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Maybe add some different characters that can symbolize different things for her to reject, so to speak. For example you could include a "super cute" romantic couple and have her realize. I don't want that at all. And later she can encounter someone who's all about sexual experiences (that might be harder for the time period though).

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55 minutes ago, Holmbo said:

Maybe add some different characters that can symbolize different things for her to reject, so to speak. For example you could include a "super cute" romantic couple and have her realize. I don't want that at all. And later she can encounter someone who's all about sexual experiences (that might be harder for the time period though).

Good idea.

 

On 8/27/2020 at 12:49 AM, Guest Randomperson said:

But using an aroace character themself to show the difference between aro and ace could be a slippery slope.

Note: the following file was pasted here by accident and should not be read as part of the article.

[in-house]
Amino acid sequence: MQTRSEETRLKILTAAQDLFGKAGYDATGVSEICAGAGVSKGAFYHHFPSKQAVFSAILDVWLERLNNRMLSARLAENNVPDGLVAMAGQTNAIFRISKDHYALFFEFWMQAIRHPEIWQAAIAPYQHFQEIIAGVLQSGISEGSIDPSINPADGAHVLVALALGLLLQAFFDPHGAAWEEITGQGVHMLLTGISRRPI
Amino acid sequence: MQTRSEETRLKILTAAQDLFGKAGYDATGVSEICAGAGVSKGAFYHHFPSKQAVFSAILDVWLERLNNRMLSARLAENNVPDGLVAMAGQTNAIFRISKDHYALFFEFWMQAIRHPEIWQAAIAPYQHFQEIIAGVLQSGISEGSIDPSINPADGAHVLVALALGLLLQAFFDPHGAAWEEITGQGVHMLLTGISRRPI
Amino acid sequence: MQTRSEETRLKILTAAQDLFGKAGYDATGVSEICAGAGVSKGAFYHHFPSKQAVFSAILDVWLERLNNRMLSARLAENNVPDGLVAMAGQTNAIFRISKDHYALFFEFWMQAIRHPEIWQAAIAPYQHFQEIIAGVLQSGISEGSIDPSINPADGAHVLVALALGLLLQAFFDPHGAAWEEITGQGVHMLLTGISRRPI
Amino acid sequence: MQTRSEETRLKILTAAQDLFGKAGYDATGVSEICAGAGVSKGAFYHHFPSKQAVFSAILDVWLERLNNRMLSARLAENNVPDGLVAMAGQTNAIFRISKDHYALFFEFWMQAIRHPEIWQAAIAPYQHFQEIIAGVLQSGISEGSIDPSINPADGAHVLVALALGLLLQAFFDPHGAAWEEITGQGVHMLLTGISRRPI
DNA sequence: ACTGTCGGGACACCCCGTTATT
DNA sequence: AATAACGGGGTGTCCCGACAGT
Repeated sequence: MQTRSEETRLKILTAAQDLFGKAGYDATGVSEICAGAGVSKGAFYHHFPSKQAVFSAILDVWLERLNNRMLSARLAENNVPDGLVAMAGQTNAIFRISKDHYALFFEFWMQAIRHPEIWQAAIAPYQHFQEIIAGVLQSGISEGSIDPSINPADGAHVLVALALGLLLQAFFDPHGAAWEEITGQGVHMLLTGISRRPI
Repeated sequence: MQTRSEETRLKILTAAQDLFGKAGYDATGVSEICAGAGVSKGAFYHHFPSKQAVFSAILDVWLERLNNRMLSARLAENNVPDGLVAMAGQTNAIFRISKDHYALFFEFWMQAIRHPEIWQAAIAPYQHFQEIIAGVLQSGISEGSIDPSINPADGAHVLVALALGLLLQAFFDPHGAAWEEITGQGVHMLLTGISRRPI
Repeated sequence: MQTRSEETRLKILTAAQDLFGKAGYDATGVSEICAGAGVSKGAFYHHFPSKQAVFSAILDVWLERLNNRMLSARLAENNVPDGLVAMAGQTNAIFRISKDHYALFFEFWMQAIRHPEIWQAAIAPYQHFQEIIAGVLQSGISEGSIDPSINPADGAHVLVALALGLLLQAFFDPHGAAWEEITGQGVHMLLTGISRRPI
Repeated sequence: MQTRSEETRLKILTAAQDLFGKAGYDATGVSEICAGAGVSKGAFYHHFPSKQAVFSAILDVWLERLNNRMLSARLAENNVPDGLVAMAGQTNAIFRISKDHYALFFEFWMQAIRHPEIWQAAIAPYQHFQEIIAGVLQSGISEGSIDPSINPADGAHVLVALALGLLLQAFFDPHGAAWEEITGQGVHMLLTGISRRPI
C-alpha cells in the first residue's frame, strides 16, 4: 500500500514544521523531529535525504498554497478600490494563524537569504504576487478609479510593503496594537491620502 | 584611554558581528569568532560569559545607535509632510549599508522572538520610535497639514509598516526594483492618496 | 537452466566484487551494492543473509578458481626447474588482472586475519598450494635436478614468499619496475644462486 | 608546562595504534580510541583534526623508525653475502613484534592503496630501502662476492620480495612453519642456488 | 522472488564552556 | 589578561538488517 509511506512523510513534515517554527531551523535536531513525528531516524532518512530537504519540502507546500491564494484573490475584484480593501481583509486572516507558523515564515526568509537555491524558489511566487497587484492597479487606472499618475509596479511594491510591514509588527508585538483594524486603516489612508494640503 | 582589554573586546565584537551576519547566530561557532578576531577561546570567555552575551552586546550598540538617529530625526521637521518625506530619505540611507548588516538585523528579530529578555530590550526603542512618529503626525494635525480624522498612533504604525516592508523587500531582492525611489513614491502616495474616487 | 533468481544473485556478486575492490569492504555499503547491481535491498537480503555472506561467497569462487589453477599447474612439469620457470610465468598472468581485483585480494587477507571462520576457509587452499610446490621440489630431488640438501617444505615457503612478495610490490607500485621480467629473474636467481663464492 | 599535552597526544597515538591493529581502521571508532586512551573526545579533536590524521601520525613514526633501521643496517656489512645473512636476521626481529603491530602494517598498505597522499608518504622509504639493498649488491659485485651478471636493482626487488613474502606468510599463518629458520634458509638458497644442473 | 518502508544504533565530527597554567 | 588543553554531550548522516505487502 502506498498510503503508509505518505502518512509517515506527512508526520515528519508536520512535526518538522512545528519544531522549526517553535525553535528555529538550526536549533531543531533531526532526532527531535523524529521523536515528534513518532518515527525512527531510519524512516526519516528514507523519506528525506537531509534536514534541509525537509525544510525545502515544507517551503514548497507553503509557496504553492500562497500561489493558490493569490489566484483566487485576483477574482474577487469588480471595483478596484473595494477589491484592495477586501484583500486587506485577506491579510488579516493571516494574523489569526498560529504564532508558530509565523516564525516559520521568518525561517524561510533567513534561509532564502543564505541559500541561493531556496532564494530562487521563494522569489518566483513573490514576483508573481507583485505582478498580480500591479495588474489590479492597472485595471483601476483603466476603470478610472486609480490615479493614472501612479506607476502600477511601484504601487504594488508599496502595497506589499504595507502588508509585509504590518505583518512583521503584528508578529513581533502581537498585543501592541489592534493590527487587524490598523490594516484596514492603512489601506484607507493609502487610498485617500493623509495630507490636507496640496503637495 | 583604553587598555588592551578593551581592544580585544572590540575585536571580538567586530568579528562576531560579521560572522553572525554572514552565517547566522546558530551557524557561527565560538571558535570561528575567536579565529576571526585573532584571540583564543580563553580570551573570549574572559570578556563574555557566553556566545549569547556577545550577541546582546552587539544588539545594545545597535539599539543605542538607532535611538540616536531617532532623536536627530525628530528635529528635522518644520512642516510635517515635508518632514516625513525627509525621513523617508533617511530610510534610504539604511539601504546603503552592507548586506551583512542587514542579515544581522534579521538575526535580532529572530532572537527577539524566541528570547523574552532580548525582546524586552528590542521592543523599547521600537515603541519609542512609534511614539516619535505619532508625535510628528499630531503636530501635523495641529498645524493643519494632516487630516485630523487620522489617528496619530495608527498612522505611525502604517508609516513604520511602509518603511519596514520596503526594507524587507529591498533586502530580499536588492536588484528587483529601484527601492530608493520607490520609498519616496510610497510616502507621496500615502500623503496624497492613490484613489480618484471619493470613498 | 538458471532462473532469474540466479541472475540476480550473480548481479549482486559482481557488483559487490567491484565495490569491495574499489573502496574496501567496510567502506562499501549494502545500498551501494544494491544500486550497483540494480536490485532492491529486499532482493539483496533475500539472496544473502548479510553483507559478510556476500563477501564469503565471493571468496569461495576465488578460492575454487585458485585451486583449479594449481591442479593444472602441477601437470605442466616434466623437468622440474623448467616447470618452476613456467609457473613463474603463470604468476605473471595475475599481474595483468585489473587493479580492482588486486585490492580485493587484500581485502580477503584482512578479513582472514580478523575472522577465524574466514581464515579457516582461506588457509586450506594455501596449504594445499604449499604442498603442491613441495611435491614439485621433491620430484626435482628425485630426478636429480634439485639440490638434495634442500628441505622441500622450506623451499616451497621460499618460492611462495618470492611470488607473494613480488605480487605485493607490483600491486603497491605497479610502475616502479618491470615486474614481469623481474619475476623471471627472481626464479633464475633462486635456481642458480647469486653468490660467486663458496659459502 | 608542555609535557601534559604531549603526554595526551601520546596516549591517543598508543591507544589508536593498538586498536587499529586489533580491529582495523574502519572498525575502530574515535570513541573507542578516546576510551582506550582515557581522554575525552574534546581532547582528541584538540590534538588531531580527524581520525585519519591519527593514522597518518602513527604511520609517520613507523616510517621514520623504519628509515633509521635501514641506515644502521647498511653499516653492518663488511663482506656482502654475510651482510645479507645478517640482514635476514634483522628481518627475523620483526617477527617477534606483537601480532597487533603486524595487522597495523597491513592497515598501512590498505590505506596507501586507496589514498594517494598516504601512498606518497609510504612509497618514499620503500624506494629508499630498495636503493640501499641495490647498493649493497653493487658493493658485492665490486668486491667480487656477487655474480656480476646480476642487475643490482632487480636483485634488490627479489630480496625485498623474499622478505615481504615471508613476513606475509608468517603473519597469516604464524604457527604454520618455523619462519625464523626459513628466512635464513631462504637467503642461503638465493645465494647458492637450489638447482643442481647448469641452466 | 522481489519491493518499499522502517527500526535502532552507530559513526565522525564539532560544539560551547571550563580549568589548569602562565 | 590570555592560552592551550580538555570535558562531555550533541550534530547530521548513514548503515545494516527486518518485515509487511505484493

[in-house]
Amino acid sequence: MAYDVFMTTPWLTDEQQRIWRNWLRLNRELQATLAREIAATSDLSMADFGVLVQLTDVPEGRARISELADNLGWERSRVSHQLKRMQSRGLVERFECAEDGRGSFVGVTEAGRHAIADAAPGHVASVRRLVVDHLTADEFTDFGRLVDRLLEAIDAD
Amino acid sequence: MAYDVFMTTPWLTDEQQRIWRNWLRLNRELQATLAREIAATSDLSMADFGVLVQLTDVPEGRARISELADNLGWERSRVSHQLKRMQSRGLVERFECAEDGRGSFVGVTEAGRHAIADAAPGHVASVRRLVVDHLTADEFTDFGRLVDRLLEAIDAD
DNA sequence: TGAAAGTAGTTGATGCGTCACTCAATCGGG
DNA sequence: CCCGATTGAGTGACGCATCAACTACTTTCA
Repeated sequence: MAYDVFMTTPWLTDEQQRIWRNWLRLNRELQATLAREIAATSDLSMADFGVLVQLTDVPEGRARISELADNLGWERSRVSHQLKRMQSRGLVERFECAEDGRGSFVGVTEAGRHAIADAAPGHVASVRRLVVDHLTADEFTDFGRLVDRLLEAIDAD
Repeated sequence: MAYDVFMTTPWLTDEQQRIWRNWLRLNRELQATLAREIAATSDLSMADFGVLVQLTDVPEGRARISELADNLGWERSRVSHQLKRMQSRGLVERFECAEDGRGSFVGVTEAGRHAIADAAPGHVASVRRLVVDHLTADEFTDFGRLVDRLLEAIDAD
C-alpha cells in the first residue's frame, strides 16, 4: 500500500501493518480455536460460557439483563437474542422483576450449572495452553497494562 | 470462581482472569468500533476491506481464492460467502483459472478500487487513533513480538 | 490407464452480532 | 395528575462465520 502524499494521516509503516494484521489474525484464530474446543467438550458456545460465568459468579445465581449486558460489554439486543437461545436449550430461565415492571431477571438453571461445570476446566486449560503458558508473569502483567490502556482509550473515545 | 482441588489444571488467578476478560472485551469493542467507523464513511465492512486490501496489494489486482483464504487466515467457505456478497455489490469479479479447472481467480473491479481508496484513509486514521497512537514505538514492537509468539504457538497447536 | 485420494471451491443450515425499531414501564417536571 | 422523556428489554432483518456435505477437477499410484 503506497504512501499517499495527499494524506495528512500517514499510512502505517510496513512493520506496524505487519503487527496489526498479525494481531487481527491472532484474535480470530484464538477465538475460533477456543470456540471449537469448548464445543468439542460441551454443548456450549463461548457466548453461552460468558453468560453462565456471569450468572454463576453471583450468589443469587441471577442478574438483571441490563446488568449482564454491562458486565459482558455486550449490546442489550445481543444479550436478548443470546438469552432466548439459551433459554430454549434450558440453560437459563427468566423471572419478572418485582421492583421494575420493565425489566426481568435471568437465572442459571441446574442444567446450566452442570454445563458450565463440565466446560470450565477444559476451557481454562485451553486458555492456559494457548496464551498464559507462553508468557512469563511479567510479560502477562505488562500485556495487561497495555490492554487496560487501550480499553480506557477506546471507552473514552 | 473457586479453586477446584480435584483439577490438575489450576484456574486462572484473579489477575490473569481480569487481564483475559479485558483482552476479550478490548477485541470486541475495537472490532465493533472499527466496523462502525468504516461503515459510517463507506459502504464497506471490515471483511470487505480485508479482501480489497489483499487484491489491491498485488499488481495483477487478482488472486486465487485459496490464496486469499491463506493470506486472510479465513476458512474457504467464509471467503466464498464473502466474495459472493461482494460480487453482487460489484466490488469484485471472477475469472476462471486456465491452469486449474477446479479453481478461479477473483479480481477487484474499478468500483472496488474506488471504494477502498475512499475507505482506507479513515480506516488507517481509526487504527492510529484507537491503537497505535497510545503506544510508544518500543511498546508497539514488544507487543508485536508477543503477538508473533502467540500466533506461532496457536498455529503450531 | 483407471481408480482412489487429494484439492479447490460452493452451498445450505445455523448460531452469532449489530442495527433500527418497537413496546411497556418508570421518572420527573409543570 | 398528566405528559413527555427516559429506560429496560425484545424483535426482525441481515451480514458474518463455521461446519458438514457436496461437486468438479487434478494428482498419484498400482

I don't necessary want to show it through this character, I am just scared that people get it wrong. I like the idea of side characters, but also the idea of how it can make her question herself in she sees how they behave. I am thinking about it to make something coherent with my story and my character.

But maybe as you said I am overthinking this. I am just scared that something meant to be helpful ends up hurting people.

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There’s always the “about the author” section, where you might be able to mention both terms. I think ultimately, if a reader identifies with your character even in part, they might be inclined to go into doing their own research. And no matter which term you discover first online, it doesn’t take long to be introduced to the idea that romantic and sexual attraction can be separate. Even with people who are neither aromantic nor asexual, if someone comes into their lives who is one or the other, the difference is pretty simple to explain. I understand the worry of misleading the reader, but it might be better to focus less on the story’s educational value and more on making sure it feels authentic and personal.